- U. B. Tedrow, D. B. Kramer, L. W. Stevenson, et al., “Relation of right ventricular peak systolic pressure to major adverse events in patients undergoing cardiac resynchronization therapy,” American Journal of Cardiology, vol. 97, no. 12, pp. 1737–1740, 2006.
- C. Fantoni, F. Regoli, A. Ghanem, et al., “Long-term outcome in diabetic heart failure patients treated with cardiac resynchronization therapy,” European Journal of Heart Failure, vol. 10, no. 3, pp. 298–307, 2008.
- P. A. McCullough, R. Wolyn, L. L. Rocher, R. N. Levin, and W. W. O'Neill, “Acute renal failure after coronary intervention: incidence, risk factors, and relationship to mortality,” American Journal of Medicine, vol. 103, no. 5, pp. 368–375, 1997.
- C. L. Manske, J. M. Sprafka, J. T. Strony, and Y. Wang, “Contrast nephropathy in azotemic diabetic patients undergoing coronary angiography,” American Journal of Medicine, vol. 89, no. 5, pp. 615–620, 1990.
- J. R. Brown, J. T. DeVries, W. D. Piper, et al., “Serious renal dysfunction after percutaneous coronary interventions can be predicted,” American Heart Journal, vol. 155, no. 2, pp. 260–266, 2008.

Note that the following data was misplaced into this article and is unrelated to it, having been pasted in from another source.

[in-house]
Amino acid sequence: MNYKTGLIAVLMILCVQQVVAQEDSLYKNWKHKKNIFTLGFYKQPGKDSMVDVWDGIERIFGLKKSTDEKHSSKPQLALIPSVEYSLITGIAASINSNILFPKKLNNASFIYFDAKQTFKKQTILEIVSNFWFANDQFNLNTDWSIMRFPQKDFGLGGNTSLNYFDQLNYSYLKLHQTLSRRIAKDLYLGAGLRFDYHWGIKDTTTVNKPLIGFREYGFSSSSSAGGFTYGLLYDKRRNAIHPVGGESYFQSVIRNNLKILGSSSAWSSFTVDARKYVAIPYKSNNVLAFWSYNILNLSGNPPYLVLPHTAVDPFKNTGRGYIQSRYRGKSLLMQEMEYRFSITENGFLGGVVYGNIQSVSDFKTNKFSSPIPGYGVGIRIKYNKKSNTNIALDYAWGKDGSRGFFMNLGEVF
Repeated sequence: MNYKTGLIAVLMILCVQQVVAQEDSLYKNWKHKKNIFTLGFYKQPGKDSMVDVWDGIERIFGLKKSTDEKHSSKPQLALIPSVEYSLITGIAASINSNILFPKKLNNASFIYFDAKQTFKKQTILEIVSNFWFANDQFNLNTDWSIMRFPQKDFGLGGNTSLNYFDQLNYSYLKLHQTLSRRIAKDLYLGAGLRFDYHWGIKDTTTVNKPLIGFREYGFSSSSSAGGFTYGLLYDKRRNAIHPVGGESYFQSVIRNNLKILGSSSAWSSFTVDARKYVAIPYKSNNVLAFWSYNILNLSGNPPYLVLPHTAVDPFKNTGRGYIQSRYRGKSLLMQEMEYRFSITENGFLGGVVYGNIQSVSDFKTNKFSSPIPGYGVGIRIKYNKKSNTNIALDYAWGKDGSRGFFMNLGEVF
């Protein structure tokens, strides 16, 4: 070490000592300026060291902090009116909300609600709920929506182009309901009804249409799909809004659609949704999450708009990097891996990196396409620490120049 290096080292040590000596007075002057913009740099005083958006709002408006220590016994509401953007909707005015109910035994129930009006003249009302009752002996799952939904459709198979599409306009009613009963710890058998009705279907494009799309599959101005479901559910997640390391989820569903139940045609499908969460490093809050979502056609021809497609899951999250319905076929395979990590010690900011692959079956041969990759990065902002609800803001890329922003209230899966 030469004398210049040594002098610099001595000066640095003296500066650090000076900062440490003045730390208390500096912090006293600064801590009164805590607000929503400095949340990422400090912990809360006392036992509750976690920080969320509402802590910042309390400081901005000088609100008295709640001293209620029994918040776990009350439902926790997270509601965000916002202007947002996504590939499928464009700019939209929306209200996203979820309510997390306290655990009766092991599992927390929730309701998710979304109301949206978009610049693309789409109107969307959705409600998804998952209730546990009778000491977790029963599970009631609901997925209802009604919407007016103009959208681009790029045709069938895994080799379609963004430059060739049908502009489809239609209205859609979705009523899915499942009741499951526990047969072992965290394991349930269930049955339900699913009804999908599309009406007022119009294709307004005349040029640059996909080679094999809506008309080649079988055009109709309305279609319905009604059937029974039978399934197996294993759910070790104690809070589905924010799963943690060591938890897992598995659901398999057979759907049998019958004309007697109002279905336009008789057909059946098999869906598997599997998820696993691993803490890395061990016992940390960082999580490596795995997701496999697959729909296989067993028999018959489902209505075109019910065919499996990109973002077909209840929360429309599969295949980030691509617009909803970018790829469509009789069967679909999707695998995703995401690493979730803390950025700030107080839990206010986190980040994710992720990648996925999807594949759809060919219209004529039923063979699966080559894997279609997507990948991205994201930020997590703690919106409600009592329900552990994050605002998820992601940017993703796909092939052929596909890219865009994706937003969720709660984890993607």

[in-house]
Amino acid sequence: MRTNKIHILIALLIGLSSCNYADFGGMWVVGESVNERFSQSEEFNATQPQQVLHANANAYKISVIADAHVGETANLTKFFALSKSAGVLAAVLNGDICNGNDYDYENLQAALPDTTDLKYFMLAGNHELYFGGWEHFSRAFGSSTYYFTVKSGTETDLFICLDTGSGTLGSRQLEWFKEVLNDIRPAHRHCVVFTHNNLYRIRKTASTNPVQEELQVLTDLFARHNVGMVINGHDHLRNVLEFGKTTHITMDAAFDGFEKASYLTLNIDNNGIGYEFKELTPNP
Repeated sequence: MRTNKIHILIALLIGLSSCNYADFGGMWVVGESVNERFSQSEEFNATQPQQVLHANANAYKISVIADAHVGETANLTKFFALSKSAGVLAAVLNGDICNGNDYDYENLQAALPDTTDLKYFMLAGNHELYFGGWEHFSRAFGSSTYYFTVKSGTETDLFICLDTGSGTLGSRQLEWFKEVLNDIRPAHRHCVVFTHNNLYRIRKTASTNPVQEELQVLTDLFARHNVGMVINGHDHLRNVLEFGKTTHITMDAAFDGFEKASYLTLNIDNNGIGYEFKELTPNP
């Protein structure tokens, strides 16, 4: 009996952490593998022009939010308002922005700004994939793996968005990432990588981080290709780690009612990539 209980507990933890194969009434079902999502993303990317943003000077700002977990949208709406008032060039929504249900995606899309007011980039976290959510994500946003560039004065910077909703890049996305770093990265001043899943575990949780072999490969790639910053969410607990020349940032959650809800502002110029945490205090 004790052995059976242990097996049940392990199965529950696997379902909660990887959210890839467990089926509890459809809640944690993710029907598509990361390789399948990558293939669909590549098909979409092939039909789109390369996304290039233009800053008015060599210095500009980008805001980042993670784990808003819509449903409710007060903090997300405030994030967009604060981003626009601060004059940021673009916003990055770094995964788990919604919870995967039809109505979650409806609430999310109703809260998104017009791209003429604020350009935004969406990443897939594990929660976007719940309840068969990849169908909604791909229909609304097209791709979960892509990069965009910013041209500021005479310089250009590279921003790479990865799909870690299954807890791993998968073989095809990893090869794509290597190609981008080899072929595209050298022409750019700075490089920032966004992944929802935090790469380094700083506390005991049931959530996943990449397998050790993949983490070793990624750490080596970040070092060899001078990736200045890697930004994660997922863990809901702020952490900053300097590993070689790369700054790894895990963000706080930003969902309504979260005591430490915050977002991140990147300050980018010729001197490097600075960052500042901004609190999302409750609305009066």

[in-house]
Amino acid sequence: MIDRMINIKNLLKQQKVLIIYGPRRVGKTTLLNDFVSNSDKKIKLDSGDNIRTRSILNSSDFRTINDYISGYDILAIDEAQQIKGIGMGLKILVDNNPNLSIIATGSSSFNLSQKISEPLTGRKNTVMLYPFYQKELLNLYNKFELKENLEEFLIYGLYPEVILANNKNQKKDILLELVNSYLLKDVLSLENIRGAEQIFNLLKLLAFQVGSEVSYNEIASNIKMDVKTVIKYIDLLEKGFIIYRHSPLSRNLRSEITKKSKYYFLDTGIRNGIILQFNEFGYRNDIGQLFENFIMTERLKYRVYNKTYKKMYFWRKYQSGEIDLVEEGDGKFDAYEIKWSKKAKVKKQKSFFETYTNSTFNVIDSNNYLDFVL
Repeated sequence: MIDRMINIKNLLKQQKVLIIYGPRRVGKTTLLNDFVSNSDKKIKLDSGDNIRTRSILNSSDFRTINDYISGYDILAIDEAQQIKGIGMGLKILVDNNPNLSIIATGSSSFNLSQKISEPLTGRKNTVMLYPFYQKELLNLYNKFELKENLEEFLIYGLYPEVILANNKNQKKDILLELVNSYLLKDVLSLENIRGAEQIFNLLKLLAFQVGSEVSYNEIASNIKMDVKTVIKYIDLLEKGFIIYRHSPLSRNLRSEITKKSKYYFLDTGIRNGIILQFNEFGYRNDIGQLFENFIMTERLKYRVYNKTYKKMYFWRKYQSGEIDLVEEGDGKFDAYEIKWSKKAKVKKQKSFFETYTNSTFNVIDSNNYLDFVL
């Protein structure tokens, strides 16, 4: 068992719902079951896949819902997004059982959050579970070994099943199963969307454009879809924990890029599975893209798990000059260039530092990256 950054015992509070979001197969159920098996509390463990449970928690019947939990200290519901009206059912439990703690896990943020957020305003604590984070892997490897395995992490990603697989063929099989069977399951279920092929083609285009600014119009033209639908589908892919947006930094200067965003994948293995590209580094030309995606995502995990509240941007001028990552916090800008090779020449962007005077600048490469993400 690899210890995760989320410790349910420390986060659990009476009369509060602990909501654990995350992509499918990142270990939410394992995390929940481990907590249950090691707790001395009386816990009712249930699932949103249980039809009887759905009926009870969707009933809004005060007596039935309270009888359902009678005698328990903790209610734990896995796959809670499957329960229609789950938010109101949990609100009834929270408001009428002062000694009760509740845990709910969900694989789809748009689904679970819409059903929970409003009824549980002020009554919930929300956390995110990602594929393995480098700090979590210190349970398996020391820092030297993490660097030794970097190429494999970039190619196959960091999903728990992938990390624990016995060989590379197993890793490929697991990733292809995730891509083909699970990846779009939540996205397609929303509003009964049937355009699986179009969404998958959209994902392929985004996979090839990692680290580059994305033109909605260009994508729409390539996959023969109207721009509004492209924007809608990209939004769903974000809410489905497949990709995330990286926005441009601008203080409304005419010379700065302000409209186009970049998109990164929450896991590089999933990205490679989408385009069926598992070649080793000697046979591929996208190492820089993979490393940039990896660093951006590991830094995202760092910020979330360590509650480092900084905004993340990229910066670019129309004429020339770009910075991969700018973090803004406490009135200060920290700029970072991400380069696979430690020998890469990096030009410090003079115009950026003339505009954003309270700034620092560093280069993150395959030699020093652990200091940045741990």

- P. J. Cowburn, H. Patel, R. R. Pipes, and J. D. Parker, “Contrast nephropathy post cardiac resynchronization therapy: an under-recognized complication with important morbidity,” European Journal of Heart Failure, vol. 7, no. 5, pp. 899–903, 2005.
- N. Doll, C. Piorkowski, M. Czesla, et al., “Epicardial versus transvenous left ventricular lead placement in patients receiving cardiac resynchronization therapy: results from a randomized prospective study,” Thoracic and Cardiovascular Surgeon, vol. 56, no. 5, pp. 256–261, 2008.
- H. Izutani, K. J. Quan, L. A. Biblo, and I. S. Gill, “Biventricular pacing for congestive heart failure: early experience in surgical epicardial versus coronary sinus lead placement,” The heart surgery forum, vol. 6, no. 1, pp. E1–E6, 2002.